HCBE Theses and Dissertations

Date of Award


Document Type


Degree Name

Doctor of Business Administration (DBA)


H. Wayne Huizenga School of Business and Entrepreneurship


Joseph Heinzman

Committee Member

Barry F. Barnes

Committee Member

Aysegul Timur


There is a common thread of leadership research that theorizes the dynamic between a leader's behavior and their followers is essential in encouraging employees to exceed expectations, thereby increasing organizational performance (Bass, 1985; Bennis & Thomas, 2002; Kouzes & Posner, 1987). Research indicates transformational leadership correlates well with organizational culture, but the number of empirical studies is few. Kouzes and Posner (2002) maintain that organizations create culture; therefore a leader's behavior can and does affect organizational performance. Schein (2004) maintains it is leadership's duty to step outside the organizational culture to initiate changes (by their behavior) when warranted.

The purpose of this study was to investigate the relationship between employee perceived leadership practices and organizational culture within the aerospace industry. The U.S. space shuttle operations prime contractor, United Space Alliance, was selected as the population for this research. This research addresses the current dilemma in NASA's manned spaceflight program and their contractors with regard to their future: Organizational and cultural change must occur or routine access to space for the United States will become obsolete (Bergin, 2007; Guthrie & Shayo, 2005; Mason, 2004). United Space Alliance provides a unique population within which to sample, as it is a joint venture LLC with employees of varying heritage companies and job occupations. Use of Kouzes and Posner's Leadership Practices Inventory-Other (LPI-O) and the Denison Organizational Culture Survey (DOCS) have not been performed in such an environment.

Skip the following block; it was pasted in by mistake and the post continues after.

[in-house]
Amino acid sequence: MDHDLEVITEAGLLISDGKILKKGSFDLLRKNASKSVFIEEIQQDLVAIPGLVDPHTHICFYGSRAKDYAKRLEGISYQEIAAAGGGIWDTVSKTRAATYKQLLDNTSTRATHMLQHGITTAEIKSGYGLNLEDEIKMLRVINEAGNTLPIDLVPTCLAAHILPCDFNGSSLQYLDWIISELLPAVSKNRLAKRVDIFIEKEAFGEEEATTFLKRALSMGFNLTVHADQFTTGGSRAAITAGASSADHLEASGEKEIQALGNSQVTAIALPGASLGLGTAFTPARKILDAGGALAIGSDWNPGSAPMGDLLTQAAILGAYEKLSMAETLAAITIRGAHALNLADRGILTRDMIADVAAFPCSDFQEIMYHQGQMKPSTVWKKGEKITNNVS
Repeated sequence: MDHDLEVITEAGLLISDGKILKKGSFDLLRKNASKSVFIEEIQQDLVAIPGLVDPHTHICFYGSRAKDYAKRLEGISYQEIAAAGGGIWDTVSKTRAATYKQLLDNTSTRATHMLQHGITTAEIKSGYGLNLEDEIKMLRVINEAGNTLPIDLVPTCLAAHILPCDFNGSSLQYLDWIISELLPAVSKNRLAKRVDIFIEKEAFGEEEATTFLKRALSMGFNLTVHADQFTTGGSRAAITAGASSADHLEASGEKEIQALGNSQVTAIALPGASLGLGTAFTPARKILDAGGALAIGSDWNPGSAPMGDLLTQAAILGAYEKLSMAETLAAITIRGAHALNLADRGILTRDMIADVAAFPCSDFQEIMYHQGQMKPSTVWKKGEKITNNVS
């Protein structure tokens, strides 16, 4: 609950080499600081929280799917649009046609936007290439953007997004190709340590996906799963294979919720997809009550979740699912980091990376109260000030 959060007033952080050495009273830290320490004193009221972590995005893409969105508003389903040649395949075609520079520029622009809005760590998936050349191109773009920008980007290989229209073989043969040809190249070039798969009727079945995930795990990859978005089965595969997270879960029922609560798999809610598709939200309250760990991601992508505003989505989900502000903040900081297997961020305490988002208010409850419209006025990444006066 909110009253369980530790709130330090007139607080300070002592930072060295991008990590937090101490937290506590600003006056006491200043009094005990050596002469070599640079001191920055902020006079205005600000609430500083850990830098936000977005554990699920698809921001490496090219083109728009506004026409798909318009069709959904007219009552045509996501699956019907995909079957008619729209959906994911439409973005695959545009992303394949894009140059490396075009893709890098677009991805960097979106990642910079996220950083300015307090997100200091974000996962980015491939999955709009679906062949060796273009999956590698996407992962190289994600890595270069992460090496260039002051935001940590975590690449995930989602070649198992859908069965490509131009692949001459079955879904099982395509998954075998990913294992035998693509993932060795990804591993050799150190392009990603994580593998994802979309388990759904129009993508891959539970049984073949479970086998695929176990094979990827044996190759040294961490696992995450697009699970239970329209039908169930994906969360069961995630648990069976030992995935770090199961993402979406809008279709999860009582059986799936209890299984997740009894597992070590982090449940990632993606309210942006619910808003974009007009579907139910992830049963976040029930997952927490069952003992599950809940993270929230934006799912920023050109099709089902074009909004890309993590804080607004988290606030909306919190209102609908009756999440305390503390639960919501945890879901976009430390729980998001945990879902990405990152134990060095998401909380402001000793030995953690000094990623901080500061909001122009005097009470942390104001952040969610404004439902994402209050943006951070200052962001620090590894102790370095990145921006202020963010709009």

Web-based surveys collected data from the Manufacturing and Operations directorate (N = 1793). A total of 367 surveys were completed for an initial response rate of 20.47%. Both the LPI-O and DOCS raw mean scores were compared against published databases; only the Enabling Others to Act practice scored as a moderate impact. Customer focus scored the highest amongst cultural indices, with all three Mission indices ranking in the lowest percentiles. Regression analyses indicated neither leadership practices nor cultural traits explained any differences within respondents. Hierarchical regression revealed the five leadership practices accounted for 24% of the Total Culture variance. Pearson's Product-Moment correlation examined the strength of linear association between the variables. This study provided statistically significant (ñ < .05), weak to moderate positive correlation coefficients for all hypothesized relationships.

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